Could multiple spectra RAN multiply benefits?

A long term objective of next generation wireless networks is to shift to a more adaptive, unified wireless link and network architecture that provides a framework for a range of deployment scenarios, from basic broadband access for low density rural, to multiple services including high broadband media in high density urban environments.

A practical way to achieve the broad range of requirements is to use a combination of low and high frequency spectrum bands on a best connected and best use basis. This can be summed up as 'purpose use of spectrum.'

Multiple frequency band RAN development and deployments are soon to emerge, but will take several years to reshape the nature of wireless networks.

Individual benefits

The benefits of each spectrum have thus far been extolled independently: the lower, sub 1GHz frequency bands, such as 700, 800 and 900MHz have been cherished for their long range and ease of building penetration.

The higher frequency spectrum, particularly the less technically exploited 'broadband spectrum' including 2.3 to 2.5, and 2.6GHz bands, seen as attractive for WiMAX and LTE, are able to deliver very high bandwidth using MIMO and beamforming 'smart antenna' technologies and micro-cell deployment architectures.

However, each of these is a less than ideal way to organize a multiple service IP communications network. What if the virtues of low and higher NLOS, (non-line of sight), frequency bands were used as best matched the bandwidth, range, penetration, subscriber density and other factors justified in order to deliver best performance per cost?

And what if deployments could be scaled adaptively as demand evolved? These are possibilities that are magnified by the core wireless link interface of WiMAX and LTE.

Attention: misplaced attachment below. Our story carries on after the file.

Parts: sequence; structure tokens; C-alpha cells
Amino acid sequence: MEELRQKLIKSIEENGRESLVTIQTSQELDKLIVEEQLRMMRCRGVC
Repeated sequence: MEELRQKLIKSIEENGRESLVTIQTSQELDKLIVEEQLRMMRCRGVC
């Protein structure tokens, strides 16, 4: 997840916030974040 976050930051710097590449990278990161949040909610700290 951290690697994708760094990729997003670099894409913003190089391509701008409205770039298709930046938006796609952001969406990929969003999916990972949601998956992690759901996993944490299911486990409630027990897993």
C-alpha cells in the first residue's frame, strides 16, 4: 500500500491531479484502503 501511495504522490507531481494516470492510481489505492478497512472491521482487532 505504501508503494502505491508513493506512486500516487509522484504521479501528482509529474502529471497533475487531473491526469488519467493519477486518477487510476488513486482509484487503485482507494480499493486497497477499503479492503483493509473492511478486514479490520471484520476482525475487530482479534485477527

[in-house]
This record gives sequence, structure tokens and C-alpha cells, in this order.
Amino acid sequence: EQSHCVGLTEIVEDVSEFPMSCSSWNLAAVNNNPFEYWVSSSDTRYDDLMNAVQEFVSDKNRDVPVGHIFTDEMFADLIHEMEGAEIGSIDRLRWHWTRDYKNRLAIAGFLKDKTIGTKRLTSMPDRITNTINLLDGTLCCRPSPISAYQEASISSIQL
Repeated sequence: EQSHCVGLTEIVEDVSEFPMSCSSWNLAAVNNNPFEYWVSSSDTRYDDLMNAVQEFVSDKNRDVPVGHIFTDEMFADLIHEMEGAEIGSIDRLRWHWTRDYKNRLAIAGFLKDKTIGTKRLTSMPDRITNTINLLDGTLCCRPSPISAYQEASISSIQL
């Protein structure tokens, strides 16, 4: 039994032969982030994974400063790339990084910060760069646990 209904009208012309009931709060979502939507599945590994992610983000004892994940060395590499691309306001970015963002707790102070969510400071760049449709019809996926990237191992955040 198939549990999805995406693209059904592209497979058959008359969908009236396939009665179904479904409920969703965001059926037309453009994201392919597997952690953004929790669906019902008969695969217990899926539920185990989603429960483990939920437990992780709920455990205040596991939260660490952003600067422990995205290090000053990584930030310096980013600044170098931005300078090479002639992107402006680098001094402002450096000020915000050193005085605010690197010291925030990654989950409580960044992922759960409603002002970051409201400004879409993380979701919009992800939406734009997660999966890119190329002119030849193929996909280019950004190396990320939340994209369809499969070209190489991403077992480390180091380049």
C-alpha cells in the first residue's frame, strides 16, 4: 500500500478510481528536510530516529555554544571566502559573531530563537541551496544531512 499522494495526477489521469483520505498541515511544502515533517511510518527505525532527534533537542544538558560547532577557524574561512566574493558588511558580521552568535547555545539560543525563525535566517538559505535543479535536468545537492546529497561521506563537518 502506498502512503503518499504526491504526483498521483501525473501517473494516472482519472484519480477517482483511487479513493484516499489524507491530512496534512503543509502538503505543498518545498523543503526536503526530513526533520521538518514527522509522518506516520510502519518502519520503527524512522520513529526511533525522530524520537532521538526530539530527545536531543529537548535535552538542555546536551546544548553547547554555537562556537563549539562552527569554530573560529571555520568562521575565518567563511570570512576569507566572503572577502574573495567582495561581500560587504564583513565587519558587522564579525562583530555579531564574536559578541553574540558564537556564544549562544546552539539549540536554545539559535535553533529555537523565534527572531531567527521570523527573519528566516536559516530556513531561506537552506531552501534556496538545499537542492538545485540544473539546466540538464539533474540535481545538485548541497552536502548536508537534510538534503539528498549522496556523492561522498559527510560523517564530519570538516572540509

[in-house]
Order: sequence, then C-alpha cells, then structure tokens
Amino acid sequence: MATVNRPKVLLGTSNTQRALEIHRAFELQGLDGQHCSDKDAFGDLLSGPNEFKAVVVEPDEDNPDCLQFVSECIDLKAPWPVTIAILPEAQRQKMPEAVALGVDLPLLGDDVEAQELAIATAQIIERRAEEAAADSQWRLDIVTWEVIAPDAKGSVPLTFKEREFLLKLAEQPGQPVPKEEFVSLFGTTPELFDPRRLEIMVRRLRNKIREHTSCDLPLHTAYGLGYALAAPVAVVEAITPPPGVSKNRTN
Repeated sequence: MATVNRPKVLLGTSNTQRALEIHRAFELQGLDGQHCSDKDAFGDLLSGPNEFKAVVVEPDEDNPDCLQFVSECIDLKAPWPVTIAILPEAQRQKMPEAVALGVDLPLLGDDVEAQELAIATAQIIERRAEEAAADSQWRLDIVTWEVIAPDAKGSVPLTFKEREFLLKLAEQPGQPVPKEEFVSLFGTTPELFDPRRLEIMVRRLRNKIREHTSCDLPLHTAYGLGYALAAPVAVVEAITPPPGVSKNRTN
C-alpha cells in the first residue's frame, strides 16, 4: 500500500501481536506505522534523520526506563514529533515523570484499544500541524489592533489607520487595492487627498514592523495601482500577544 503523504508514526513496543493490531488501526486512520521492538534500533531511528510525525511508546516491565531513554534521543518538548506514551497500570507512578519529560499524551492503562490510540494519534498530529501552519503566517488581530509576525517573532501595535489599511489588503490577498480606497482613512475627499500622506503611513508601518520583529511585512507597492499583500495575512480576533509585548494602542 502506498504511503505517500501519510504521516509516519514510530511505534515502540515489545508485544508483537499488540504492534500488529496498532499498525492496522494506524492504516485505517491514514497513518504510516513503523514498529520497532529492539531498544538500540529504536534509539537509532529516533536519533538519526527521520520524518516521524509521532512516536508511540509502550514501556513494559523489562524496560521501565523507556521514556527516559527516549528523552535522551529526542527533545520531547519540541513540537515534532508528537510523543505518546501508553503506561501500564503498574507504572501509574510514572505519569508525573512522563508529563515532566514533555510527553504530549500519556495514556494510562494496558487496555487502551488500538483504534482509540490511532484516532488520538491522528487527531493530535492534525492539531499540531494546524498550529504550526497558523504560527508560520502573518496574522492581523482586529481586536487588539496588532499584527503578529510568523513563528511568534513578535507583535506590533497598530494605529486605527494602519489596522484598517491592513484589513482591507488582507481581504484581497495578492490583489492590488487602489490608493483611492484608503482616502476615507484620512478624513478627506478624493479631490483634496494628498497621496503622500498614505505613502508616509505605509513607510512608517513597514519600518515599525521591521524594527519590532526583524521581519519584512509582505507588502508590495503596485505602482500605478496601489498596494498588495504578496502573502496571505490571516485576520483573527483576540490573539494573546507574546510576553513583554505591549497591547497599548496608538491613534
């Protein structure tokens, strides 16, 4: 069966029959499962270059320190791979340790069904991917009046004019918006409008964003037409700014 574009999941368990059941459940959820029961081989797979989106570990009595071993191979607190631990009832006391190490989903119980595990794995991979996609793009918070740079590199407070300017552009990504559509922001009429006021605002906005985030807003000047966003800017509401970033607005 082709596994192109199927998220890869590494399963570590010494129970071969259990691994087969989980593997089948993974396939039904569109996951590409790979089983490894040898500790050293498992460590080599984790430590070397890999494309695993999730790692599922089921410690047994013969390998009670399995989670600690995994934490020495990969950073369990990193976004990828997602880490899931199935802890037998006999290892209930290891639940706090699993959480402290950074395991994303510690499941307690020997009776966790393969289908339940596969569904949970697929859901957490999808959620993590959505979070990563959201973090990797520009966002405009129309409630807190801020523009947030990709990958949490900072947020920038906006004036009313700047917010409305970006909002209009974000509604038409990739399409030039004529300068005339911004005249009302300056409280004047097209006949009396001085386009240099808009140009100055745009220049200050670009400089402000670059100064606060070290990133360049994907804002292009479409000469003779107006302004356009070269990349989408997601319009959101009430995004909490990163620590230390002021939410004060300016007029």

Today the antenna and RFIC component suppliers claim they can deliver the multiple band antennas needed for 2X2 MIMO mobile devices in 700, 800, or 900MHz plus a corresponding 2.3 to 2.7GHz band.

Multiple spectra RAN

One way to achieve flexibility and service capacity of next generation wireless service is to develop multiple spectra RAN. A large coverage footprint is needed to drive down unit costs of the uniquely designed infrastructure and subscriber devices.

While this has been conjectured and advocated by Maravedis for several years, it is recently seeing the light of day in plans for a multiple spectra RAN in Sweden. Some details of system design are available from likely LTE multi-spectra RAN suppliers including Alcatel-Lucent and Ericsson. The Tele2 and Telenor 900 MHz plus 2.6GHz MSRAN network is not expected to be widely deployed for another three years, so details of potential handsets are not likely to become available just yet.

A new research paper explores the coverage, business models, and range of applications and impact on current business and competitors that will develop as the Verizon LTE and Clearwire WiMAX networks roll out.  Additional interviews are being conducted over the next two weeks.

Further discussion and links to related articles and publications can be found at:
http://www.agglom.com/set/64783/Does_Multiple_Spectra_RAN_Multiply_the_Benefits_.

MaravedisMedia
 

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